A group of enthusiastic volunteers from Udaipur School of Social Work has recently joined our team at Hunar Ghar. Volunteer engagement program was spear headed by our Rural Changemaker, Rahul Dubey . Volunteers provide vital support to our teachers and their skills in creative learning are engaging the children at Hunar Ghar in novel ways. They share their experiences, expectations and new ideas here..
Happy Tailor writes… My name is Happy Tailor and I have completed my B.com from commerce college Mohanlal Sukhadiya university. I am currently in the second year of my masters in social work from Udaipur school of social work . I have previously worked with tribal students in Railmagra block of Rajsamand district. I was engaged in teaching students and was also responsible for mobilizing children to attend the classes regularly. I achieved this by introducing different games and activities to make learning fun for these children. Read More
In February, two Canadian volunteers, Peter Gillies and Christine Beasley, facilitated a learning experience for some students from Hunar Ghar. Seven children from Class 6 visited Udaipur for the very first time. Here Peter and Chris share some background to the trip and what they learnt… Read More
Hallo, Becka here, this is my first blog, sorry it has taken me so long to get round to it. Well, it has been about 7 weeks that I have been here and the time has flown by. First and foremost, I am completely in love with all of the children at Hunar Ghar and in the village of Bakhel, I get closer to them every day and I am realising that the quality of the relationships I build with the children and community are so much more important than the supposed ‘knowledge’ that I impart from an educational standpoint. During my first few weeks, Becky (a volunteer who came for 5 weeks) and I drew up a schedule for the younger children’s classes and spent a great deal of time and energy preparing resources and starting activities whilst trying to get the teachers involved and explaining the reasoning behind the activities. Nothing we had planned went to plan and the language barrier and a concept of time that differs greatly from our Western ‘go go go’ attitude meant that Becky and I went through just about every possible emotion during this time. I feel that the most valuable experiences, both for ourselves and the children, came from after school time when we sat outside our hut and made handcrafts whilst any children that wanted to, came and joined in. One day some of the women and teenage girls came up to the hut and did some embroidery and this was a wonderful experience which, I feel, is a step in the right direction if the community is to take ownership of Hunar Ghar as a centre for everyone’s learning and sharing. I have come to feel that my most effective contribution to the school lies in craft skills and this is also something which, to an extent, transcends the language barrier as children are so good at imitating. It is really gratifying to see how interested and enthusiastic the children are about trying all these new things and I have discovered some amazing talents amongst them. I think that one of the biggest themes that has arisen for me is the quality of the communication and relationships at Hunar Ghar. I have encountered a great deal of physical disrespect amongst the children, teachers and parents. This confuses me because I have also experienced a lot of warmth and generosity from many villagers. Today, for example, I heard a young boy of about seven or eight weeping uncontrollably. I managed to ascertain that another child had thrown a large stone at his back and many of the children were laughing. Not one of the teachers was interested in dealing with the matter and I had to drag one of my colleagues away from showing visitors around the new toilet, to gather all the children and teachers in one hut to discuss the issue of violence at the school. Many of the children experience violence at home as it is seen as an effective form of discipline so the children cannot be blamed for their actions yet I feel we can try to make Hunar Ghar a violence free zone at least. I feel that respect for every living creature is such a fundamental thing to learn, and is relevant for any child, living in any culture. From this foundation, the children can learn to love themselves which helps them to have the right connection with the world around them. I feel that one of my main tasks here is to show love toward the children and the community and through this, show the teachers the difference between authority gained through fear and authority gained through love and trust.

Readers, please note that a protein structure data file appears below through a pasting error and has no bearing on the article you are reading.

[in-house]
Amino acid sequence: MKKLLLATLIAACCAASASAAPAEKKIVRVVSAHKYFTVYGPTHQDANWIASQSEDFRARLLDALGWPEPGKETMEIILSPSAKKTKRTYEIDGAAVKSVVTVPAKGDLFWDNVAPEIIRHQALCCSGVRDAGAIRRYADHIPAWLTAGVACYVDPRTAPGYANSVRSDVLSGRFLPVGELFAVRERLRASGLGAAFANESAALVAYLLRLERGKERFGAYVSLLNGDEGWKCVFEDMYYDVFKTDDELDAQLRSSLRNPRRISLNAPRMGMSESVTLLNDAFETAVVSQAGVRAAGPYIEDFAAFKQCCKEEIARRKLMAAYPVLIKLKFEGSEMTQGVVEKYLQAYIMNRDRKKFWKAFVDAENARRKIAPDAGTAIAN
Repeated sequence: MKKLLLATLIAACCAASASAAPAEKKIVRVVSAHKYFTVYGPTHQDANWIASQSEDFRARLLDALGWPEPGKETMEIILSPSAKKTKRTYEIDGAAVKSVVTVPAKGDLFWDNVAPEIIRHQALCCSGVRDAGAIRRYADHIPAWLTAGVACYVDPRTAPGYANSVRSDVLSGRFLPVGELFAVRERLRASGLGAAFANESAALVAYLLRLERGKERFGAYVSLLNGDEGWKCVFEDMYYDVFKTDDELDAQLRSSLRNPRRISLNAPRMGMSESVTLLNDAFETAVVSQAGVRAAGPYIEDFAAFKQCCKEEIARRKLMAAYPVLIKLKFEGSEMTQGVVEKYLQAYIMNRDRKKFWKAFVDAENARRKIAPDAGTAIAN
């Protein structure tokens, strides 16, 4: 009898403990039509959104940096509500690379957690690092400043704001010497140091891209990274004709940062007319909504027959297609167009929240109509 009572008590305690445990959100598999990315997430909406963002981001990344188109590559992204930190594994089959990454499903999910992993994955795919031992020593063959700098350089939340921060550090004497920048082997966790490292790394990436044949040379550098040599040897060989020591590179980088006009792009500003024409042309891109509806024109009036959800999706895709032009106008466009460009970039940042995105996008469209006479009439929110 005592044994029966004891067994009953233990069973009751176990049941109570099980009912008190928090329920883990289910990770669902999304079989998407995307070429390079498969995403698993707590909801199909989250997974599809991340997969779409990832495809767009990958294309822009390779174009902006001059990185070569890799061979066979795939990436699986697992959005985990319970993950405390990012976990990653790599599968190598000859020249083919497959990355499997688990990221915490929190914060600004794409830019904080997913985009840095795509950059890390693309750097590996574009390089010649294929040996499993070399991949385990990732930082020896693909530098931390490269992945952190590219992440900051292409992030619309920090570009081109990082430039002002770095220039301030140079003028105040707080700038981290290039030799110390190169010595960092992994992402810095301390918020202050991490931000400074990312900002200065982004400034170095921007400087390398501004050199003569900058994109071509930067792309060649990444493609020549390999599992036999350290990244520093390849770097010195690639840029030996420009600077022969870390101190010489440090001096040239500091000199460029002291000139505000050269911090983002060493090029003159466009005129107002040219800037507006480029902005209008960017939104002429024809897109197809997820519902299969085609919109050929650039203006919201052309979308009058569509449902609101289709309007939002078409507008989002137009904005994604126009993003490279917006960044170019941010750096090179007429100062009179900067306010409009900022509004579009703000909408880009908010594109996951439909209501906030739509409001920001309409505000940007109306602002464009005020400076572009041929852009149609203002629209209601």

On Friday afternoon I finally met with Rebecca. We met on the internet and have been emailing each other for a while so we decided to meet up…
Rebecca is our first real Educate for Life volunteer in India. This is not to belittle Rob who was out there with me in 2007, we were friends before so it doesn’t count in the same way. We didn’t know Rebecca before she found us on the internet and decided, without really expecting a response, to drop us an email. We wrote back, as we try to do to everyone, but were particularly interested in her skills as a Steiner teacher-in-training, as Steiner education is something we see great benefit in and are in the process of turning our education into something more similar to that than to standard education.
When she wrote back again, it turned out that she is even better than just a Steiner trained person. What she says about topics close to our heart resonate with us, and we’re really looking forward to having a great, proactive and hardworking person. If you read this Rebecca, no pressure!
Educate for Life takes one step further forward to being a real charity!